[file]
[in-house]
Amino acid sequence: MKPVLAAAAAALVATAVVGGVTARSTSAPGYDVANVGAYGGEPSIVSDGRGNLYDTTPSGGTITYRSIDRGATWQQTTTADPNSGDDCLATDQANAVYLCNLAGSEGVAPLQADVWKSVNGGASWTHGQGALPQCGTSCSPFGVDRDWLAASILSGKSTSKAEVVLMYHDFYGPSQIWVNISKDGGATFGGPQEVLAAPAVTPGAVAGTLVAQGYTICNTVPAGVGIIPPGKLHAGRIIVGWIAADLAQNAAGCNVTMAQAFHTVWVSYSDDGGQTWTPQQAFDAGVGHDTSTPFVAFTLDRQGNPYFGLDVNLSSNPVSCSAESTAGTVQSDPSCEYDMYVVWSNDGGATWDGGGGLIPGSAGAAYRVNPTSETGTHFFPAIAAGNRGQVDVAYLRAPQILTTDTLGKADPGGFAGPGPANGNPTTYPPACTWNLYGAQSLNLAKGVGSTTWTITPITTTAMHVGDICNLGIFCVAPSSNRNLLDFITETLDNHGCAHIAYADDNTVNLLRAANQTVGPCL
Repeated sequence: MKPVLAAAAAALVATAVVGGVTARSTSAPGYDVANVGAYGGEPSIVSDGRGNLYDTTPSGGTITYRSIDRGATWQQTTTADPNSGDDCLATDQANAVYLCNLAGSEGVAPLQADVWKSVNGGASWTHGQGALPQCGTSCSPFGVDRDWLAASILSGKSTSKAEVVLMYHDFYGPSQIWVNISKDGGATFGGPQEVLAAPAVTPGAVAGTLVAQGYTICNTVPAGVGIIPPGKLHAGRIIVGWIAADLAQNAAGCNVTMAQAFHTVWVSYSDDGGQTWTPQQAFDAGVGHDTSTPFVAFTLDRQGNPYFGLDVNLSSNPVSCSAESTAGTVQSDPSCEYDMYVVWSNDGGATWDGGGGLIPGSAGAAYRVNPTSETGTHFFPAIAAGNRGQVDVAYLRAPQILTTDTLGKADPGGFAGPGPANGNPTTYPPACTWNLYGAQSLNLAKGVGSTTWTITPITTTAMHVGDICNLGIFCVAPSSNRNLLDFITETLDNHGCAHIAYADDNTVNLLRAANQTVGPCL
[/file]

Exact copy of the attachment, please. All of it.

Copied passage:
[in-house]
Amino acid sequence: MKPVLAAAAAALVATAVVGGVTARSTSAPGYDVANVGAYGGEPSIVSDGRGNLYDTTPSGGTITYRSIDRGATWQQTTTADPNSGDDCLATDQANAVYLCNLAGSEGVAPLQADVWKSVNGGASWTHGQGALPQCGTSCSPFGVDRDWLAASILSGKSTSKAEVVLMYHDFYGPSQIWVNISKDGGATFGGPQEVLAAPAVTPGAVAGTLVAQGYTICNTVPAGVGIIPPGKLHAGRIIVGWIAADLAQNAAGCNVTMAQAFHTVWVSYSDDGGQTWTPQQAFDAGVGHDTSTPFVAFTLDRQGNPYFGLDVNLSSNPVSCSAESTAGTVQSDPSCEYDMYVVWSNDGGATWDGGGGLIPGSAGAAYRVNPTSETGTHFFPAIAAGNRGQVDVAYLRAPQILTTDTLGKADPGGFAGPGPANGNPTTYPPACTWNLYGAQSLNLAKGVGSTTWTITPITTTAMHVGDICNLGIFCVAPSSNRNLLDFITETLDNHGCAHIAYADDNTVNLLRAANQTVGPCL
Repeated sequence: MKPVLAAAAAALVATAVVGGVTARSTSAPGYDVANVGAYGGEPSIVSDGRGNLYDTTPSGGTITYRSIDRGATWQQTTTADPNSGDDCLATDQANAVYLCNLAGSEGVAPLQADVWKSVNGGASWTHGQGALPQCGTSCSPFGVDRDWLAASILSGKSTSKAEVVLMYHDFYGPSQIWVNISKDGGATFGGPQEVLAAPAVTPGAVAGTLVAQGYTICNTVPAGVGIIPPGKLHAGRIIVGWIAADLAQNAAGCNVTMAQAFHTVWVSYSDDGGQTWTPQQAFDAGVGHDTSTPFVAFTLDRQGNPYFGLDVNLSSNPVSCSAESTAGTVQSDPSCEYDMYVVWSNDGGATWDGGGGLIPGSAGAAYRVNPTSETGTHFFPAIAAGNRGQVDVAYLRAPQILTTDTLGKADPGGFAGPGPANGNPTTYPPACTWNLYGAQSLNLAKGVGSTTWTITPITTTAMHVGDICNLGIFCVAPSSNRNLLDFITETLDNHGCAHIAYADDNTVNLLRAANQTVGPCL